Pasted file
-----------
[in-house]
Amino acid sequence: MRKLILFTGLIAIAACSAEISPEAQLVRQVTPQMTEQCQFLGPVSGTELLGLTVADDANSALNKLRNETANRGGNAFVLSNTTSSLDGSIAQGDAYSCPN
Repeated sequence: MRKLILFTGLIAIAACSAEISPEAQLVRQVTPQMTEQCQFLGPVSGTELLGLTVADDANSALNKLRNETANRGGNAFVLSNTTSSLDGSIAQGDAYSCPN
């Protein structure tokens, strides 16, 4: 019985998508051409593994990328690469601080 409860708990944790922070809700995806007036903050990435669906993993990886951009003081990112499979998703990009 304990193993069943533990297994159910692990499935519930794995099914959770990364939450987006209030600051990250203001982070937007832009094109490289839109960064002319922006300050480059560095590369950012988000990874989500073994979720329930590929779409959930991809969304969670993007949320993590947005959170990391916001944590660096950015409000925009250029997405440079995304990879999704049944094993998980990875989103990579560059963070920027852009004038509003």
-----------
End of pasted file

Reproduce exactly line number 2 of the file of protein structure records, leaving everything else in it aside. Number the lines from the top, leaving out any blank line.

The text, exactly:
Amino acid sequence: MRKLILFTGLIAIAACSAEISPEAQLVRQVTPQMTEQCQFLGPVSGTELLGLTVADDANSALNKLRNETANRGGNAFVLSNTTSSLDGSIAQGDAYSCPN